• purcoral_resultat

MARINE ECOSYSTEMS RESTORATION

CORAL REEFS

 Like trees, corals are the cornerstone of their ecosystem...

Corals
 

Trees

CORALS

 

TREES

Protection and habitat for thousands of fishes, crustaceans, planktons, algae.
Habitat
Habitat for hundreds of animals (birds, batracians, reptiles, etc.), plants and fungi
Hosts crustaceans filtering the water from contaminants
Depollution
Decontaminates soils and water runoff, filtering the excess of fertilizers, chemicals, heavy metals
Coastal protection against storms, tides, tsunamis
Protection
Farms protection against extreme climatic events (hail, storms, winds, landslides, floods)
Resources : food (fishes, crustaceans), pharmaceutical, decorative, building material
Resources
Resources : human or animal feed, medicinal use, decorative, building material
Coral aquaculture for sustainable aquariums supply chains, eco-tourism
Revenue diversification
Timber, fruits, art crafts sales
At the core of traditions and spiritual traditions in some South East Asia and Polynesia regions
Spiritual / traditional
At the core of many religions and native spirituality in various world regions

 

... and like tropical forest, coral reefs host outstanding biodiversity.

CORAL REEFS

 
  • 0.2% of world surface 
  • 25% - 50% of marine species
  • 2 to 4 million species hosted in coral reefs
  • 32 of the 34 recognised animal Phyla (big families) are found on coral reefs (compared to 9 Phyla in tropical rainforests)
  • Home to the most diverse fish assemblages found on earth with over 6,000 species
 

TROPICAL FORESTS

 
  • 6% of world surface
  • 50% of terrestrial species
  • Around 2 million species found in tropical forests

 

Like for trees, the loss of corals would lead to the collapse of their ecosystems. 

STAKES

IMG_9coralIMG_8

Coral reefs suffer even greater loss rates than forests.

  • 27% of coral reefs have been lost irreversibly in the last 30 years (around 130 000 km2, i.e. the size of England).
  • 85% of coral reefs there are under direct threat of human activities.
  • 50% of the Great Barrier Reef has disappeared in the last 30 years.
  • Up to 90% of the corals have been lost in the Indian Ocean.
  • 80% of the corals in the Caribbean have been lost.
  • 60% of remaining coral reefs is threatened to disappear in the next 30 years. The average loss rate is of – 3%/year (vs. -0.3% for deforestation worldwide, -0.6% for tropical forests).
  • Scientists believe that coral may become extinct by 2100.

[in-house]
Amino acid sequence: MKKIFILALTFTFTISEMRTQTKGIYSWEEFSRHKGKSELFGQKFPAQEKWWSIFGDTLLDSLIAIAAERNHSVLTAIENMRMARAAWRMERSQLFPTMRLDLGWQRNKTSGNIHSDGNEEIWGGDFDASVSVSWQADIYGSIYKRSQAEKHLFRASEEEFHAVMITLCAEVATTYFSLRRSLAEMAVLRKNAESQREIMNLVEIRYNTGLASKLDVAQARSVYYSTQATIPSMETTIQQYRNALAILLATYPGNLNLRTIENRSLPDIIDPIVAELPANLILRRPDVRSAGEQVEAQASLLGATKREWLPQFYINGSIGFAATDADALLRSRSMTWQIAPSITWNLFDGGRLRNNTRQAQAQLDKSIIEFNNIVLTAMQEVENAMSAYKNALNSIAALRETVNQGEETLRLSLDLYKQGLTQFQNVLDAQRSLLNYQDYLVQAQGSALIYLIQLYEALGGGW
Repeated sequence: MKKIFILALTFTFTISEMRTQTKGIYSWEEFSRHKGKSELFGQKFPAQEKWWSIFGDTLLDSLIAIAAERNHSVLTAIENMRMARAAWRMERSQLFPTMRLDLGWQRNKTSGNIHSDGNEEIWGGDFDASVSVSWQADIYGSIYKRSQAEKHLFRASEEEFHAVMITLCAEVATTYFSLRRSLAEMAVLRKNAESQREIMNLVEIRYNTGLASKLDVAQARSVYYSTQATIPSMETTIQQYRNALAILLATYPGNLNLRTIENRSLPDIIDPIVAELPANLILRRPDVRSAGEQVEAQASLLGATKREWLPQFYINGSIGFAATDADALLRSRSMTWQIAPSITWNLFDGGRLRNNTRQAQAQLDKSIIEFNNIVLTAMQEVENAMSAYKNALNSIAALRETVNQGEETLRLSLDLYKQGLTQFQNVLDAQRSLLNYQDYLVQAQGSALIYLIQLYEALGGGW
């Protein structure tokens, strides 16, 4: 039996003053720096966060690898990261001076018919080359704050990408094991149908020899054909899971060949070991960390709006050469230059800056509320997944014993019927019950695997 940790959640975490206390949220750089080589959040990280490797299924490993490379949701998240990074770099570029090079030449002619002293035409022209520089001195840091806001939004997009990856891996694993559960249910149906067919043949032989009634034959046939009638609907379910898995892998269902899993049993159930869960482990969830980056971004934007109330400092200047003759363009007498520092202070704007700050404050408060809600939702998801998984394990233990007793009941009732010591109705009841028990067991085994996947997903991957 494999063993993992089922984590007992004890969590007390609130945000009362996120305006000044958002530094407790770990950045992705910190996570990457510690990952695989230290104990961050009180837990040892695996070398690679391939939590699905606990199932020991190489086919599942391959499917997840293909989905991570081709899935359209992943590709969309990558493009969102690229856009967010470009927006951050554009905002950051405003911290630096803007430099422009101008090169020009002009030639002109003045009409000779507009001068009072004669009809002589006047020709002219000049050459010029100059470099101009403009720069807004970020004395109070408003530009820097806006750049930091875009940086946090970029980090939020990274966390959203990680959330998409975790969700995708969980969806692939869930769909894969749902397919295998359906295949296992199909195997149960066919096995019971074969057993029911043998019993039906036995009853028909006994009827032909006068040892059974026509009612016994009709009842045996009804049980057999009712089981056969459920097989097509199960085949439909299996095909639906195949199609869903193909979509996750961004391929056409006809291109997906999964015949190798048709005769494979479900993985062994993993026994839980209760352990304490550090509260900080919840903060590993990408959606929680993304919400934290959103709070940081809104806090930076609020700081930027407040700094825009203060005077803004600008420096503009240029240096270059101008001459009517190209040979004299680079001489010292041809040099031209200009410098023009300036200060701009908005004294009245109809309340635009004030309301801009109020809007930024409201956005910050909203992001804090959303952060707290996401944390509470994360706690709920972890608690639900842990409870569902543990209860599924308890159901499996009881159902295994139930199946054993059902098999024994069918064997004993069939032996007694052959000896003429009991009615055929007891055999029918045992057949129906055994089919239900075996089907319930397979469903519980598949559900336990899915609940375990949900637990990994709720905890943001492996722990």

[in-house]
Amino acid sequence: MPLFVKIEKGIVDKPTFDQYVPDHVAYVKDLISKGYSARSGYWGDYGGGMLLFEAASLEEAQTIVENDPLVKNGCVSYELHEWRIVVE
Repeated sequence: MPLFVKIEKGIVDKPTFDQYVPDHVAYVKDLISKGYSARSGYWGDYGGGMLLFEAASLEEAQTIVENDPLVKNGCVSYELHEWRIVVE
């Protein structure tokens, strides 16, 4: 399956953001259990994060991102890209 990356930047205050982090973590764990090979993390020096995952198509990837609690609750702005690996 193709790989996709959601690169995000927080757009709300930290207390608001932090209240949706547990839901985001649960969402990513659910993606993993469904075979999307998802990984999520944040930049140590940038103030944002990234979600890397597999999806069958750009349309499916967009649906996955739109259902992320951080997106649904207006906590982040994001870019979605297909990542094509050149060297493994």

There are multiple threat to coral reefs, including:

  • Unsustainable fishing practices: dynamite, cyanide, fishing nets over corals, overfishing
  • Water chemical pollution (eutrophication, eco-toxicity of industrial, pharmaceutical, cosmetics products washed off in the water ecosystems)
  • Water sediment charge / turbidity due to increased soil erosion
  • Uncontrolled marine tourism and coastal development
  • Invasive species: e.g. crown-of-thorns starfish, lionfish in Caribbean
  • Climate change: elevated sea surface temperature, sea level rise, pH changes from ocean acidification
  • When damaged or broken, corals cannot regenerate by themselves if not attached to a fixed support

CORAL REEF RESTORATION METHODOLOGY

Community-based restoration and conservation projects can regenerate damaged coral reefs while improving the practices of the communities, and the livelihoods and the economy of the entire region.

Coral reefs restoration: « planting » corals on artificial structures

  • Creation of coral nurseries to rehabilitate collected broken corals and create new individual colonies
  • Construction of artificial structures to provide a growth platform for corals and other reef organisms
  • “Plantation” of baby corals on the structures
  • Advanced reef restoration technologies (mineral accretion by electrolysis) improving growth and survival rates and increasing the resilience to climate change and other pressures
  • Development of coral culture tables for coral aquaculture

 

Conservation activities to increase effectiveness of restoration

  • Marine protected areas: ban destructive fishing methods, establish no-take zones
  • Control and surveillance: marine patrol, community control of fishing practices
  • Sustainable economic activities, alternative to destructive fishing: sustainable coral aquaculture for aquarium industry, development of micro-farms / fisheries, eco-tourism (snorkelling, diving, etc.)

 

Community approach to empower communities in managing their reef

  • Participative / collaborative approach: local communities are at the core of the conservation project (villagers, fishermen, national park, associations and the general public)
  • Activities management and implementation by local organizations: artificial structures construction, damaged coral collection, growth in coral nurseries, coral aquaculture, control and patrolljng, eco-tourism and scuba-diving
  • Empowerment of communities on the knowledge and sustainable management of their natural resources

lgotype reformuler

This project was launched thanks to the support and commitment of Eau Thermale Avène's team.

CORAL REEFS RESTORATION PROJECTS DEVELOPED BY PUR PROJET